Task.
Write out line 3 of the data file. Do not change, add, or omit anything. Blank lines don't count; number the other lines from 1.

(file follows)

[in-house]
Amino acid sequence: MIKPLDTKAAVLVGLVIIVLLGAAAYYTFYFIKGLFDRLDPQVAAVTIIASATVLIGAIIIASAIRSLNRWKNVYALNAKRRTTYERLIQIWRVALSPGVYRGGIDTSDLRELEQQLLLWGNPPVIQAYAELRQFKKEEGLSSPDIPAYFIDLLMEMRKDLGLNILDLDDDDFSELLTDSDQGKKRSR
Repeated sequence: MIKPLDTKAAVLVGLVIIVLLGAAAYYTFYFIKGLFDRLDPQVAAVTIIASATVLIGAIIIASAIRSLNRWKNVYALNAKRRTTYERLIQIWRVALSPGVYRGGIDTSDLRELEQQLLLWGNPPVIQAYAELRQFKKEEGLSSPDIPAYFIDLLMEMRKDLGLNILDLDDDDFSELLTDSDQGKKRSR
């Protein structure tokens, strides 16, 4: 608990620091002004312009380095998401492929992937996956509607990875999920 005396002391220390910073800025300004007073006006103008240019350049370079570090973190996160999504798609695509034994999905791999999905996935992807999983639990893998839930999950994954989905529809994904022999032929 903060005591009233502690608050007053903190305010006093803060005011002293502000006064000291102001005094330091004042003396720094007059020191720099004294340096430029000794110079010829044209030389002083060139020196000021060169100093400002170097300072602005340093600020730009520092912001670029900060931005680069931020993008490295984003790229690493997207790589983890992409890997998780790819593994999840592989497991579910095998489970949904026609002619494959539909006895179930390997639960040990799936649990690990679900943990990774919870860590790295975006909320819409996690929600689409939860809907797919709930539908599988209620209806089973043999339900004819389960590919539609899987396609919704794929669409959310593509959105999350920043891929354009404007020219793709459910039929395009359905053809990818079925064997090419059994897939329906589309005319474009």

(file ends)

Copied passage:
Repeated sequence: MIKPLDTKAAVLVGLVIIVLLGAAAYYTFYFIKGLFDRLDPQVAAVTIIASATVLIGAIIIASAIRSLNRWKNVYALNAKRRTTYERLIQIWRVALSPGVYRGGIDTSDLRELEQQLLLWGNPPVIQAYAELRQFKKEEGLSSPDIPAYFIDLLMEMRKDLGLNILDLDDDDFSELLTDSDQGKKRSR